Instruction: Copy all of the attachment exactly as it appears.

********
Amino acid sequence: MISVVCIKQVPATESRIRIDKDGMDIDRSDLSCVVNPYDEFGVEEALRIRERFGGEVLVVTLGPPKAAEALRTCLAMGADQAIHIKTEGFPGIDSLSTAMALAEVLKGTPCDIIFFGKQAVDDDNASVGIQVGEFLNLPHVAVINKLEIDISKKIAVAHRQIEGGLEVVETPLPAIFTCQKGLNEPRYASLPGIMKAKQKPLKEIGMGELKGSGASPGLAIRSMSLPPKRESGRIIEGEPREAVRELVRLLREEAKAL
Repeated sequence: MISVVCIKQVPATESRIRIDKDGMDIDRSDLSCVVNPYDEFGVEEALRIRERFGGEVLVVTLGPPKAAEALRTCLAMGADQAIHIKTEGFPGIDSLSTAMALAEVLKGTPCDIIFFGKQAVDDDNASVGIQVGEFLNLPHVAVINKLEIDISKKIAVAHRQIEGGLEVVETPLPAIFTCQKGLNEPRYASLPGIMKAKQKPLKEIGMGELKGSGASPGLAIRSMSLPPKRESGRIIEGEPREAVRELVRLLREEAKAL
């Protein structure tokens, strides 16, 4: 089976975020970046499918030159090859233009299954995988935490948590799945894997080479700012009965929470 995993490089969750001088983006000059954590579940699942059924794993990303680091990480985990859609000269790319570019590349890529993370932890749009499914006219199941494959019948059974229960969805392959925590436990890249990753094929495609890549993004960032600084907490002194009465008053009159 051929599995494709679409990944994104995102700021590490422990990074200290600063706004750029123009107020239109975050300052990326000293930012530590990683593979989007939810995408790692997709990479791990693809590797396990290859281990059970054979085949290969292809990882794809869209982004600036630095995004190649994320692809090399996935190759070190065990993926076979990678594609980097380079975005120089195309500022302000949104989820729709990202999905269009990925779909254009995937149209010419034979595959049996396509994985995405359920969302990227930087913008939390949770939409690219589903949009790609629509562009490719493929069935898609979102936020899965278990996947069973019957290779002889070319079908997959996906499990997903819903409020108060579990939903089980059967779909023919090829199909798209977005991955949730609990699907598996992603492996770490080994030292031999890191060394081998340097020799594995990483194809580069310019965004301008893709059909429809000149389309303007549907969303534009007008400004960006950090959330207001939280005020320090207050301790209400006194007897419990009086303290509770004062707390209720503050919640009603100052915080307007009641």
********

Amino acid sequence: MISVVCIKQVPATESRIRIDKDGMDIDRSDLSCVVNPYDEFGVEEALRIRERFGGEVLVVTLGPPKAAEALRTCLAMGADQAIHIKTEGFPGIDSLSTAMALAEVLKGTPCDIIFFGKQAVDDDNASVGIQVGEFLNLPHVAVINKLEIDISKKIAVAHRQIEGGLEVVETPLPAIFTCQKGLNEPRYASLPGIMKAKQKPLKEIGMGELKGSGASPGLAIRSMSLPPKRESGRIIEGEPREAVRELVRLLREEAKAL
Repeated sequence: MISVVCIKQVPATESRIRIDKDGMDIDRSDLSCVVNPYDEFGVEEALRIRERFGGEVLVVTLGPPKAAEALRTCLAMGADQAIHIKTEGFPGIDSLSTAMALAEVLKGTPCDIIFFGKQAVDDDNASVGIQVGEFLNLPHVAVINKLEIDISKKIAVAHRQIEGGLEVVETPLPAIFTCQKGLNEPRYASLPGIMKAKQKPLKEIGMGELKGSGASPGLAIRSMSLPPKRESGRIIEGEPREAVRELVRLLREEAKAL
């Protein structure tokens, strides 16, 4: 089976975020970046499918030159090859233009299954995988935490948590799945894997080479700012009965929470 995993490089969750001088983006000059954590579940699942059924794993990303680091990480985990859609000269790319570019590349890529993370932890749009499914006219199941494959019948059974229960969805392959925590436990890249990753094929495609890549993004960032600084907490002194009465008053009159 051929599995494709679409990944994104995102700021590490422990990074200290600063706004750029123009107020239109975050300052990326000293930012530590990683593979989007939810995408790692997709990479791990693809590797396990290859281990059970054979085949290969292809990882794809869209982004600036630095995004190649994320692809090399996935190759070190065990993926076979990678594609980097380079975005120089195309500022302000949104989820729709990202999905269009990925779909254009995937149209010419034979595959049996396509994985995405359920969302990227930087913008939390949770939409690219589903949009790609629509562009490719493929069935898609979102936020899965278990996947069973019957290779002889070319079908997959996906499990997903819903409020108060579990939903089980059967779909023919090829199909798209977005991955949730609990699907598996992603492996770490080994030292031999890191060394081998340097020799594995990483194809580069310019965004301008893709059909429809000149389309303007549907969303534009007008400004960006950090959330207001939280005020320090207050301790209400006194007897419990009086303290509770004062707390209720503050919640009603100052915080307007009641």